The new deal is TIM’s preferred model of others providing FTTH from its cabinets
TIM Group’s infrastructure unit, FiberCop, has signed an agreement with AfinnaOne to co-investment in a project to speed up deployment of FTTH.
AfinnaOne will use the so-called secondary access fibre network (that is, between TIM’s cabinets and customers’ homes), to connect FiberCop homes based on the purchase, on an indefeasible right of use basis for 20 years, of dedicated fibre infrastructure equipment (primary and secondary splitters and fibre-optic links).
TIM’s press statement said, “AfinnaOne’s endorsement of the co-investment offer – which the TIM Group is implementing through FiberCop – follows that of other important operators and confirms the soundness of FiberCop’s investment plan, which will ensure FTTH coverage for 75% of the country’s grey and black areas [areas of no or poor fibre broadband availability] by 2025.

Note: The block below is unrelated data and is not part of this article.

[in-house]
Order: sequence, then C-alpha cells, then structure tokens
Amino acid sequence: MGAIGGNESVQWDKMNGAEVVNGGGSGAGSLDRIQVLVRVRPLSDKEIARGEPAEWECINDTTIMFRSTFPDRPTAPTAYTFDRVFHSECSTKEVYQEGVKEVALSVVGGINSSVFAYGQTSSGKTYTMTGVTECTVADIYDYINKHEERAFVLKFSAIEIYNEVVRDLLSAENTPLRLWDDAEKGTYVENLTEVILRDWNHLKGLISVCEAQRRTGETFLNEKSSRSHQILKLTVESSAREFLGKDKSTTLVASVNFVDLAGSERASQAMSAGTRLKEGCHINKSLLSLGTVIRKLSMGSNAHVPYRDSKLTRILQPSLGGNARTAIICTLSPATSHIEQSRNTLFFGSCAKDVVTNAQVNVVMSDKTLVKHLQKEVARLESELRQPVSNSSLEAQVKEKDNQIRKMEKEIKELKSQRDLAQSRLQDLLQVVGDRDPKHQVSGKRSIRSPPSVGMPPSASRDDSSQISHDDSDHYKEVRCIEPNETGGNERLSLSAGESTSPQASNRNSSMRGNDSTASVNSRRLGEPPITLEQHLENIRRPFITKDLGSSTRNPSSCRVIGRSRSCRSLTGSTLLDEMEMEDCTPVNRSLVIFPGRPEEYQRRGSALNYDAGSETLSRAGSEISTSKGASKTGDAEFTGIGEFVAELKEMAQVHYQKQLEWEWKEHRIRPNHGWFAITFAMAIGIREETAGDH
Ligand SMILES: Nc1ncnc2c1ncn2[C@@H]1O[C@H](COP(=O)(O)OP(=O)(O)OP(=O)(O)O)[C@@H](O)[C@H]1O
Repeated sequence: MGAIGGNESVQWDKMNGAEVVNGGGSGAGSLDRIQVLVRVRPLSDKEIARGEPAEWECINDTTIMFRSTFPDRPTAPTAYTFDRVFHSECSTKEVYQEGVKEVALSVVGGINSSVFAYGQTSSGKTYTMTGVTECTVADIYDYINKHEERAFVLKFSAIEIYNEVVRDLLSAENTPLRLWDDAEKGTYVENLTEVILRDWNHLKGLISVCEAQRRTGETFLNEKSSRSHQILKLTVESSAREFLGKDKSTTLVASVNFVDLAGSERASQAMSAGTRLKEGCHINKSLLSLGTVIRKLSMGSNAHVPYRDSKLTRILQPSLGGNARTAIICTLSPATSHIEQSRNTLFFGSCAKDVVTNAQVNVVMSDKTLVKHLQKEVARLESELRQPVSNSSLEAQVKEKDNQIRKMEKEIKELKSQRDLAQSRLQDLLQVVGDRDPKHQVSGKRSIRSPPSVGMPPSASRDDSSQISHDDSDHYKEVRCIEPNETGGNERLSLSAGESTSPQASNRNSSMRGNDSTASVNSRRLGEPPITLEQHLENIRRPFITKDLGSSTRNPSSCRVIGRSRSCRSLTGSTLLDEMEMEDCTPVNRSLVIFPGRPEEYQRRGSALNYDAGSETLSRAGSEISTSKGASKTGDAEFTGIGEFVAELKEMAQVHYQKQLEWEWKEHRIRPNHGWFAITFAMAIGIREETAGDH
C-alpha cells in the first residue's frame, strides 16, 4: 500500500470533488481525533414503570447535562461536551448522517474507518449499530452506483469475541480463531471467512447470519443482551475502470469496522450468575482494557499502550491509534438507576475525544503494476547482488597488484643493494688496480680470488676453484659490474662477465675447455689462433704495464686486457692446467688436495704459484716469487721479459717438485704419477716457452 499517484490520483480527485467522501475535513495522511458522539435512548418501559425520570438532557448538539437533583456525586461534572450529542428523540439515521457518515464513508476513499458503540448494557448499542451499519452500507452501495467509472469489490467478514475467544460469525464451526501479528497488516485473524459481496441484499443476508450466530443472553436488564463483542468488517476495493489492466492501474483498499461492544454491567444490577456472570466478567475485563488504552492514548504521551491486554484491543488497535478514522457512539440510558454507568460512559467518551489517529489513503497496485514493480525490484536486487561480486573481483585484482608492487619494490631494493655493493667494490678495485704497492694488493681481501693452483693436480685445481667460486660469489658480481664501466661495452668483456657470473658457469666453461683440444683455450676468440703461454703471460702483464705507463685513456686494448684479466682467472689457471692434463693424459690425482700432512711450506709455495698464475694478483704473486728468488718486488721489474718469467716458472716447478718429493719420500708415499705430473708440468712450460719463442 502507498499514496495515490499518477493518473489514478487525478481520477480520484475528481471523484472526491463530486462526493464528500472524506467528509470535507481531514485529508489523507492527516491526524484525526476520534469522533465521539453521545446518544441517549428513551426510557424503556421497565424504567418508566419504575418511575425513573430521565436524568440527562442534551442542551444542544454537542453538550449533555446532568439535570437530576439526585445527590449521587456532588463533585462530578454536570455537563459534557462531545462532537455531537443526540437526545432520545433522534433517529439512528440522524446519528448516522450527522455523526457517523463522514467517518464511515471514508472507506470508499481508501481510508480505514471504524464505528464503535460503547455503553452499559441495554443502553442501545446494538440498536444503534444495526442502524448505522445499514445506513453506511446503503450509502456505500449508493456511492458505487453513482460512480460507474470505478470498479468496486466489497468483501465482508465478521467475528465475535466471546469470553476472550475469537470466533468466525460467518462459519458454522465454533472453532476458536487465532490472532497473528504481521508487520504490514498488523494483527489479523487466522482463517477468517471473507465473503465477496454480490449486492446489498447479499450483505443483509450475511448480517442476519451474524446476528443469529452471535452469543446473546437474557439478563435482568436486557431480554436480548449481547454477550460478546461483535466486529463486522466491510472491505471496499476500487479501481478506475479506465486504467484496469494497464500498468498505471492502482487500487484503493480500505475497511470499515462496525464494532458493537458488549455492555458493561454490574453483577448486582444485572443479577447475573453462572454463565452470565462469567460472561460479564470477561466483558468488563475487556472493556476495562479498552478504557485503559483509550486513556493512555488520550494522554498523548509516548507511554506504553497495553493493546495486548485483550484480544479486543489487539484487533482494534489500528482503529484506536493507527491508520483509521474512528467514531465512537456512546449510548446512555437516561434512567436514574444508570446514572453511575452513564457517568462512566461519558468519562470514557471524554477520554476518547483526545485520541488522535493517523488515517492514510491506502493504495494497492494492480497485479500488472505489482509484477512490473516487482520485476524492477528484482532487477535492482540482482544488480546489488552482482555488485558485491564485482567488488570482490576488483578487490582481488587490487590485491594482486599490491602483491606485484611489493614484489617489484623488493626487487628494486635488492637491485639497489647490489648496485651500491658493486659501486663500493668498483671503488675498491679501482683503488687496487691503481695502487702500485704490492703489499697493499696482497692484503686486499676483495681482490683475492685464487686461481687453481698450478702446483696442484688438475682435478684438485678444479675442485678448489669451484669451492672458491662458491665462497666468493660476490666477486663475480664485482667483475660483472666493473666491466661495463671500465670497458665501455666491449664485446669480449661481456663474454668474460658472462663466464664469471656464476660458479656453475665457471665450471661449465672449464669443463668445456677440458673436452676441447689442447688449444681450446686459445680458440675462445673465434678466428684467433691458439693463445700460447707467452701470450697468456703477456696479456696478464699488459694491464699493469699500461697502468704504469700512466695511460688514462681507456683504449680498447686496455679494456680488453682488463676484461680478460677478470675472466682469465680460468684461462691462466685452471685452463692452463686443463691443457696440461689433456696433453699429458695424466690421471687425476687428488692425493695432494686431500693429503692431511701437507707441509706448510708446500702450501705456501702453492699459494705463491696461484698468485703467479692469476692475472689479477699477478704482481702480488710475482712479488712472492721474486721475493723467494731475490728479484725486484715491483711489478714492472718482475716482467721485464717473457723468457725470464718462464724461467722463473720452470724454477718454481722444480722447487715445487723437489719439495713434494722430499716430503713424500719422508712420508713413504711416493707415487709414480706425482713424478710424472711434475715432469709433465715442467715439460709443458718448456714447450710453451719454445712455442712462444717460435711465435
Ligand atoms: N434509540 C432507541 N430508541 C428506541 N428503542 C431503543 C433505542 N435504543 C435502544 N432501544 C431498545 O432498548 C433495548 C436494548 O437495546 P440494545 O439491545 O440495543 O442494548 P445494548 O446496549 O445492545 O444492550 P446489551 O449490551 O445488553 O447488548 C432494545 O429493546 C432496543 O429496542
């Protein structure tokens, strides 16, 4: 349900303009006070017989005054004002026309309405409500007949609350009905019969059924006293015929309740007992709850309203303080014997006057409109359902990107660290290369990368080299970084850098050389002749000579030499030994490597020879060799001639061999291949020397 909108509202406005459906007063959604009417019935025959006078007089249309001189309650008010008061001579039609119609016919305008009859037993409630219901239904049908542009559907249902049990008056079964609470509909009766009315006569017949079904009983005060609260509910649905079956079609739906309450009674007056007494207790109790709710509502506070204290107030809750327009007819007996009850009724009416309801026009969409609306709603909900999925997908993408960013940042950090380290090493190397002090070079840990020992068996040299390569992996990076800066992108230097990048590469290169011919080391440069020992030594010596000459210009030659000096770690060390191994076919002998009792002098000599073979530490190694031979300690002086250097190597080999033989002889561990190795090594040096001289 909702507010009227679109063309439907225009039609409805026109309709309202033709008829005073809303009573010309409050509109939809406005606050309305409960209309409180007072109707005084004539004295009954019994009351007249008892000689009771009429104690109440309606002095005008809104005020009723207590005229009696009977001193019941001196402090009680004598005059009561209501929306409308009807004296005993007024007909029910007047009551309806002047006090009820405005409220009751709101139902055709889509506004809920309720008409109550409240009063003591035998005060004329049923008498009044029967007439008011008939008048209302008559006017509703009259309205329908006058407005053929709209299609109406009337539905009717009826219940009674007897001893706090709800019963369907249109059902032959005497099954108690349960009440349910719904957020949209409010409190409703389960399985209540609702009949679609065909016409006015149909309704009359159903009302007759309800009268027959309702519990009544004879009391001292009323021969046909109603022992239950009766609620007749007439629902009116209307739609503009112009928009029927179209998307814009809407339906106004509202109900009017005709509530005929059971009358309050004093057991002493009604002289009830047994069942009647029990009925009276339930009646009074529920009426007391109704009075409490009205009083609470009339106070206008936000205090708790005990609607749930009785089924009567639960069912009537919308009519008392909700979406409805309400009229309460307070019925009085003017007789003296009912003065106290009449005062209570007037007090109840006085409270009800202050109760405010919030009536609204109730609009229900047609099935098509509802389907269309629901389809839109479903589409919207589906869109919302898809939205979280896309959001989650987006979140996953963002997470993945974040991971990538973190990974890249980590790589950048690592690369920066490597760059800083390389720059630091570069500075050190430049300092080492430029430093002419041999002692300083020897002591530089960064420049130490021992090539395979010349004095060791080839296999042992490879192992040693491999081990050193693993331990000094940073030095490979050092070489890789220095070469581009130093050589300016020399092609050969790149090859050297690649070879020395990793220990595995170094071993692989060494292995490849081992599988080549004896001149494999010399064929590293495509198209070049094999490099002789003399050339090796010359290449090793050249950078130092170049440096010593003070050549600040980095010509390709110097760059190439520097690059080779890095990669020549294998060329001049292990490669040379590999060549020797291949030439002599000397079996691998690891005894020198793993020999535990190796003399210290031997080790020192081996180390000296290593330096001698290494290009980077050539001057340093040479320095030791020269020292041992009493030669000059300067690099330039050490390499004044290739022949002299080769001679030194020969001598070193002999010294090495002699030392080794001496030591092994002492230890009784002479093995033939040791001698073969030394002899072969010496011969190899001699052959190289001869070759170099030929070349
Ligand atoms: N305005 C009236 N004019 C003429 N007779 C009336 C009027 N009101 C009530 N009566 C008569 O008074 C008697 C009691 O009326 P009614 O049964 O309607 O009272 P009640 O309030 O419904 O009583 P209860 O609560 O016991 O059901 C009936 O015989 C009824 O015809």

TIM committed to closing the digital divide in Italy by the end of this year in the light of the pandemic.
The press statement also said, “The agreement reached confirms the effectiveness of the co-investment model, which allows all interested operators to participate in the deployment of optical fibre in Italy in an infrastructure competition framework.
“Moreover, it speeds up the process of overcoming the digital divide in the country and allows households and businesses to choose ultrabroadband connections with speeds of over 1 Gbps.”
Still no single national provider
TIM, the telecoms regulator and other interested parties have been striving to set up a single national fibre provider by bringing together FiberCop and rival Open Fiber for many months, but have so far failed to do so due to wrangles about the price, ownership and control.
Open Fiber operates Italy’s largest FTTH network, with more than 12 million households passed in more than 180 urban centres and more than 2,300 rural municipalities across the country.
Open Fiber is also leading the roll out of ultrafast broadband throughout Italy, aiming to pass more than 19 million households with its wholesale-only network. In August, Macquarie Asset Management finalised an agreement with the Italian state-backed Enel to acquire a 40% equity interest in Open Fiber for €2.12 billion.
Earlier this week TIM’s CEO quit after sustained pressure from the group’s largest shareholder, France’s Vivendi, which is mightily dissastified with the group’s financial performance, and in the face of a ‘friendly’ takeover bid by infrastructure investor, KKR.